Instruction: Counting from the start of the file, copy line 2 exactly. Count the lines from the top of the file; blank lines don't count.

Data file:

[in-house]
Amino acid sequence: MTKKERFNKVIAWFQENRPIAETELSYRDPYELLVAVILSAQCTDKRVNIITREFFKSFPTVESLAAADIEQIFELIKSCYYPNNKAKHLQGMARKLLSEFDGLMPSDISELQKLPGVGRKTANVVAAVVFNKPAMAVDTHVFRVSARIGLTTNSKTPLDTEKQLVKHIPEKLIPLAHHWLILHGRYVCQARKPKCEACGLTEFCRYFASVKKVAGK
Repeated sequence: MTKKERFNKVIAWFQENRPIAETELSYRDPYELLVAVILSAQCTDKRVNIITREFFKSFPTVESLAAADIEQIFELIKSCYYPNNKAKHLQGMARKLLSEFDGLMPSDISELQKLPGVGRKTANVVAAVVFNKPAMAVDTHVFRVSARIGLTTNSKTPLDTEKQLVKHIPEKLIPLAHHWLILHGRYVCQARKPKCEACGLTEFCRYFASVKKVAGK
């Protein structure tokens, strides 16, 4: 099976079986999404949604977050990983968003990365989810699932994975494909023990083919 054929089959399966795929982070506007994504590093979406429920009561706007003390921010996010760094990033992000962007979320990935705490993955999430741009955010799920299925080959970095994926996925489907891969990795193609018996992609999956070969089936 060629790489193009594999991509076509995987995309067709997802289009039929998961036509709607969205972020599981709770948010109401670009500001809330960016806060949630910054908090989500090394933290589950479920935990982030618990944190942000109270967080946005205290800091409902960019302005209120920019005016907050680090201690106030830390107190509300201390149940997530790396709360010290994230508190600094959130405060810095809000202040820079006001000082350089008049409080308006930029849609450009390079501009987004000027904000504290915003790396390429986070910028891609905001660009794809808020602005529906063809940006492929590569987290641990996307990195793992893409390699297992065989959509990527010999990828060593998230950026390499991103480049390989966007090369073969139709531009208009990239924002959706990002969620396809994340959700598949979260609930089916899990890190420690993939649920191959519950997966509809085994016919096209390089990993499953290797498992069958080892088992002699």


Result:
Amino acid sequence: MTKKERFNKVIAWFQENRPIAETELSYRDPYELLVAVILSAQCTDKRVNIITREFFKSFPTVESLAAADIEQIFELIKSCYYPNNKAKHLQGMARKLLSEFDGLMPSDISELQKLPGVGRKTANVVAAVVFNKPAMAVDTHVFRVSARIGLTTNSKTPLDTEKQLVKHIPEKLIPLAHHWLILHGRYVCQARKPKCEACGLTEFCRYFASVKKVAGK